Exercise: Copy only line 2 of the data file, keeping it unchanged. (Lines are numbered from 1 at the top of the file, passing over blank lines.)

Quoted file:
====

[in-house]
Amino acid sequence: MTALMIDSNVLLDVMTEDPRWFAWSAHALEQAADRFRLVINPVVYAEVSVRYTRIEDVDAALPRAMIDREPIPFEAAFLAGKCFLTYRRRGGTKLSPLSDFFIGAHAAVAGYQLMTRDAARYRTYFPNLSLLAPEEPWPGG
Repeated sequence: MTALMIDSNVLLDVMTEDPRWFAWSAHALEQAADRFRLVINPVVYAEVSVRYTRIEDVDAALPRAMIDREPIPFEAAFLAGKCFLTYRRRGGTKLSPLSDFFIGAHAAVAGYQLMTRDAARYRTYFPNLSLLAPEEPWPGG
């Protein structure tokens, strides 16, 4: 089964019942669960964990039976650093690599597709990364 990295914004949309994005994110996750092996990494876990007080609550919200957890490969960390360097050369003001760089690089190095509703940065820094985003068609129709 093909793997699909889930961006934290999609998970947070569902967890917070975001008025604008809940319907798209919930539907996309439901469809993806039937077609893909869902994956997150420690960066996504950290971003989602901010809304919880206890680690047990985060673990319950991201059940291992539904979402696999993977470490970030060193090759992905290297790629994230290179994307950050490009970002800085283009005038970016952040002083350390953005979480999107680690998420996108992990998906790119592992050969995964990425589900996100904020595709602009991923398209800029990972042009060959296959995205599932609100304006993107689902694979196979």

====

Amino acid sequence: MTALMIDSNVLLDVMTEDPRWFAWSAHALEQAADRFRLVINPVVYAEVSVRYTRIEDVDAALPRAMIDREPIPFEAAFLAGKCFLTYRRRGGTKLSPLSDFFIGAHAAVAGYQLMTRDAARYRTYFPNLSLLAPEEPWPGG